We use compensating winding in larger rated dc generators and dc motors. In large dc machines like motors of rolling mills, turbo generators, etc. there may be a large fluctuation of the load. The fluctuation of the load leads to a sudden change in armature current in the machine. Since there is a change in the armature current, the effect of the armature reaction also changes. As a result, there will be a forward or backward shifting of field flux at every event of changing the load. In other words, the angular position of the magnetic neutral axis changes. Practically the brushes rest on the commutator segments cannot follow this changing alignment of the magnetic neutral axis. On the other hand, the sudden shifting of flux produces statistically induced EMF in the armature winding. The magnitude of the statically induced EMF depends on the rapidity the flux shifting. Sometimes this EMF may be so large that can cause serious sparking in the commutator brush contacts. Because of that sparking, there may be flashover between adjacent commutator segments. The flashover ultimately leads to a short circuit in the armature winding.
To overcome this problem in larger DC machines we use compensating windings. Because the function of the compensating winding is to neutralize the armature reaction of the machines.
Construction of Compensating Winding
We place the compensating winding on the pole faces of the field system in the machine. There is a number of slots in pole shoes to hold this winding on the pole faces. We connect this with the main armature winding in series so that the same current can flow through the armature winding as well as the compensating winding. But the winding is wound on a pole-shoe-slots in such a way that the direction of current in compensating winding is exactly opposite to the direction of the currents in the armature conductors just under that pole shoe.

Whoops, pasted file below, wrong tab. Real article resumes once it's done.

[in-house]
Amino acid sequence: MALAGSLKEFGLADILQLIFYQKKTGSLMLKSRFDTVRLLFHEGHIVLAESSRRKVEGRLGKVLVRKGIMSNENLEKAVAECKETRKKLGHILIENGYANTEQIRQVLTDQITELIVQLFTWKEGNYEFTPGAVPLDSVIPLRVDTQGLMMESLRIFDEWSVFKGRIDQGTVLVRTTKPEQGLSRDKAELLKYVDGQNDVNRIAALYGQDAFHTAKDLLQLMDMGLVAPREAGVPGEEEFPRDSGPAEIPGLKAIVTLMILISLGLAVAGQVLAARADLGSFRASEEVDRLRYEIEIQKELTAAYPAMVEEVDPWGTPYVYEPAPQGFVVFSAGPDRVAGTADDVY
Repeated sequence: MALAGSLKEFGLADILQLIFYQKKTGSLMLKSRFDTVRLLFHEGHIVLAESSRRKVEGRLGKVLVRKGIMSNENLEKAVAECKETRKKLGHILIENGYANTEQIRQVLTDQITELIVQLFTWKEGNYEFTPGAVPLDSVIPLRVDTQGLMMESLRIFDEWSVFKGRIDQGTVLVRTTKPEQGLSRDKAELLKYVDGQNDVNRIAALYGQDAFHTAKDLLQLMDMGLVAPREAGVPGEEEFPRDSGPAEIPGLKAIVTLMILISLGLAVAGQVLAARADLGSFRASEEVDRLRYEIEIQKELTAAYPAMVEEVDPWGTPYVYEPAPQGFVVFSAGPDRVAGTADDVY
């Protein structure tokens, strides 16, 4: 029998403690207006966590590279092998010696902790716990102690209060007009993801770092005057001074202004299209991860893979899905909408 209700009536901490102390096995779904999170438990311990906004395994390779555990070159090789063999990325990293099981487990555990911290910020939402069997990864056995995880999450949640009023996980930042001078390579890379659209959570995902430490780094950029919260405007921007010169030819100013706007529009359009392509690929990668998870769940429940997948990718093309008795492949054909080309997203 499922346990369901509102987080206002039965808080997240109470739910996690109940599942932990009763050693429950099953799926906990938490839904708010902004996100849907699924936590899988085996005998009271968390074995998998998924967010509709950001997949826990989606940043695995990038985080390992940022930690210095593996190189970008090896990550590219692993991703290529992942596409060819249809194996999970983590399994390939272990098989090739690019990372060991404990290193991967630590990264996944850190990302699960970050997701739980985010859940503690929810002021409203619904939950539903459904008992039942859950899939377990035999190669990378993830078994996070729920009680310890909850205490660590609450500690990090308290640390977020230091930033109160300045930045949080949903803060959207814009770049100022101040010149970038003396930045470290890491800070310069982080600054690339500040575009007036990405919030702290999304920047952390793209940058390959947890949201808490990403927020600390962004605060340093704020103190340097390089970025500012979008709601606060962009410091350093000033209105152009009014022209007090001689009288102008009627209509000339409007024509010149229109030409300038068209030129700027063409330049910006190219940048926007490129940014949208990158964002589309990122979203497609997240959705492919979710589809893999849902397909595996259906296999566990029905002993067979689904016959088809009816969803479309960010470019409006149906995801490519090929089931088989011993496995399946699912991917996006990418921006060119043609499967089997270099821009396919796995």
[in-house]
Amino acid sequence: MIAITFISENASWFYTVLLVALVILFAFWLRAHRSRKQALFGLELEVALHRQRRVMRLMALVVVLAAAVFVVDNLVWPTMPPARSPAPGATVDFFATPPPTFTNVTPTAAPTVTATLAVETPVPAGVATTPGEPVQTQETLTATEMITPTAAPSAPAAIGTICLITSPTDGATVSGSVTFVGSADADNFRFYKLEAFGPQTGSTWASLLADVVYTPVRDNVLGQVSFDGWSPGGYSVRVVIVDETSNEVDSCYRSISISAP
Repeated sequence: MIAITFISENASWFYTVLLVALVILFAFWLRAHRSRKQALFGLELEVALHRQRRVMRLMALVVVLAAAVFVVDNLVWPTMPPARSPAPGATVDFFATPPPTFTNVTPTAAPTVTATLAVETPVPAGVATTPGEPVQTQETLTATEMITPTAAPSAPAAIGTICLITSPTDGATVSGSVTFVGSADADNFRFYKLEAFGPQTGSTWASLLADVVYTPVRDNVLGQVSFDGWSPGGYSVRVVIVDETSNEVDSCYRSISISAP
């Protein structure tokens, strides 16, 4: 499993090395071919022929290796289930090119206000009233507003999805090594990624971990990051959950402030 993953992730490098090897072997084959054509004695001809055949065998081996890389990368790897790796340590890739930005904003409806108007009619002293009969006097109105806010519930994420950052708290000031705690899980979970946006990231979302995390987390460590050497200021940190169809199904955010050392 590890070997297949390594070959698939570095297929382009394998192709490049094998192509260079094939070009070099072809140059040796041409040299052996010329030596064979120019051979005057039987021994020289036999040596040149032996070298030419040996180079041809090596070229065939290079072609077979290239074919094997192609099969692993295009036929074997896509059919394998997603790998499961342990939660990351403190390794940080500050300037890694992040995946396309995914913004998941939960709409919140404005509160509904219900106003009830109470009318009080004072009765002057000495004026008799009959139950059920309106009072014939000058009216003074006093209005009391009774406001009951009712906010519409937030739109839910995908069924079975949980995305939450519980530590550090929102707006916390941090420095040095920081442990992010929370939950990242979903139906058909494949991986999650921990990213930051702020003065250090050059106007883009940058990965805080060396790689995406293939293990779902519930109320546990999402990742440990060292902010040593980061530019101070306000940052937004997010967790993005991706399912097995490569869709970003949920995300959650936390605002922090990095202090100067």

Considering the cost and the room required for the arrangement, we only use compensating winding in large DC machines where fluctuation of load creates a serious problem in commutation.
Number of Conductors in Compensating Winding
The total number of conductors on the armature of a DC machine is Z and P is the number of poles. Hence,
If I is the current flowing through the armature, then
Ampere turns per pole of the compensating winding is 70% of armature ampere-turns per pole.
- EMF Equation of a DC Generator Step by Step Derivation
- Working Principle of DC Generator with Single Loop Model
- Types of DC Generator Separately and Self Excited
- Different Characteristics of DC Generators
- Characteristics of Series DC Generator (Self Excited)
- Characteristics of DC Shunt Generator (Self Excited)
- Characteristics of a Separately Excited DC Generator
- Characteristics of Compound DC Generator
- Construction of DC Generator
- Armature Winding Pole Pitch Coil Pitch Commutator Pitch
- Armature Reaction in DC Machine i.e. Generator and Motor
- Compensating Winding in DC Machines
- Commutation in DC machine and Reactance Voltage
- Methods of Improving Commutation
- Losses in DC Generator Core Copper & Mechanical Losses
- Uses or Applications of DC Generators
- DC Generators in Parallel Operation